where the red fern grows

Where The Red Fern Grows

Hachiko-Waits

Hachiko Waits

 

What’s your favorite book about dogs or animals?
This post is apart of the 31 days…yet again series
about books. You can find the entire series here.

doggone fear

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Three things you need to know:

  1. We have a dog who sheds constantly.
  2. We vacuum endlessly.
  3. Our dog is afraid of the vacuum cleaner.

Most days I will wait to vacuum until our dog Hazel is outdoors.

Otherwise, as soon as she hears the door to the hall closet open, she

assumes her position under the dining room table.

There are other places she could go.

Although stairs are a bit of a challenge for her these days,

she does have the option to move farther away from the object of her

fear but she does not.

We have attempted to lead her by the collar to safer rooms but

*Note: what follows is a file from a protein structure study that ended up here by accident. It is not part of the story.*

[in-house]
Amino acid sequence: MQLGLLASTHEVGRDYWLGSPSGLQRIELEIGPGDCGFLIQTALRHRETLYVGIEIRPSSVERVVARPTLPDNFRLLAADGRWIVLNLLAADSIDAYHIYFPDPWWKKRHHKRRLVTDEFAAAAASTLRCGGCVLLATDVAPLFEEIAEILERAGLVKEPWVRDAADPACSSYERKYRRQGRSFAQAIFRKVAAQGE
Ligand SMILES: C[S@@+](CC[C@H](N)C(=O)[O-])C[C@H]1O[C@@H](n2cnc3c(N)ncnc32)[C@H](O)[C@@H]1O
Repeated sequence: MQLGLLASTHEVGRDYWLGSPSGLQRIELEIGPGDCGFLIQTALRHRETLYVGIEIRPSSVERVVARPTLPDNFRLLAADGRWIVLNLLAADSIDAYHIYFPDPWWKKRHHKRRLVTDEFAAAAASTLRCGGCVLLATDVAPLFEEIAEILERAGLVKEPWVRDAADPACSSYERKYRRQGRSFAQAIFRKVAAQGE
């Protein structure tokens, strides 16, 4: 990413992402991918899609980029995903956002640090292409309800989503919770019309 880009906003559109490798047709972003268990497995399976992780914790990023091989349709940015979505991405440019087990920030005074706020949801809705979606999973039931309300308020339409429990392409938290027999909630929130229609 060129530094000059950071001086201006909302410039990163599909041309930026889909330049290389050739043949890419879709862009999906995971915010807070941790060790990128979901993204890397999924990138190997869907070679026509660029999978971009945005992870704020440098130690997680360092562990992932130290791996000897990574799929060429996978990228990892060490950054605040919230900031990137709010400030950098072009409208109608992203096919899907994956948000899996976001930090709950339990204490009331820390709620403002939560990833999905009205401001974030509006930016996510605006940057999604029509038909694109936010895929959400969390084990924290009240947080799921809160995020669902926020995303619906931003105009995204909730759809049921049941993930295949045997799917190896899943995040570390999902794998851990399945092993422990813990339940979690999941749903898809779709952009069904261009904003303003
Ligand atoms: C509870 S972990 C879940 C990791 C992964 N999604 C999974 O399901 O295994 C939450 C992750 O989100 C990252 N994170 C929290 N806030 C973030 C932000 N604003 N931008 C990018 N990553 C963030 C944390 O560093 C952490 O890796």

she will not budge.

The other day, a friend stopped by and I didn’t hear the door bell or

the knocking because I was (can you guess?) vacuuming.

Hazel barked from her huddled up position under the table and this

was the only reason I happened to look through the arched

glass of our front door.

Once I opened the door and welcomed our visitor inside,

I apologized for not hearing him sooner.

I pointed to Hazel, our indoor doorbell

and then laughed as I realized she was

not going to leave her spot to greet him.

I explained Hazel’s fear of the vacuum and was

positive despite her tail was wagging, she wouldn’t come

to inspect him as the vacuum was still in plain sight.

We laughed and to my surprise, Hazel slowly cowered

her way the length of the table, keeping her eyes on that

tall black thing which makes all that noise.

Suddenly, the tablecloth made a tent over her head

and she took her eyes off the vacuum and looked up at

our friend.

She trotted over and gave her customary licks, sniffs

and best wagging performance.

It is hard to take our eyes off of fear isn’t it?

It is always lurking behind a closed-door waiting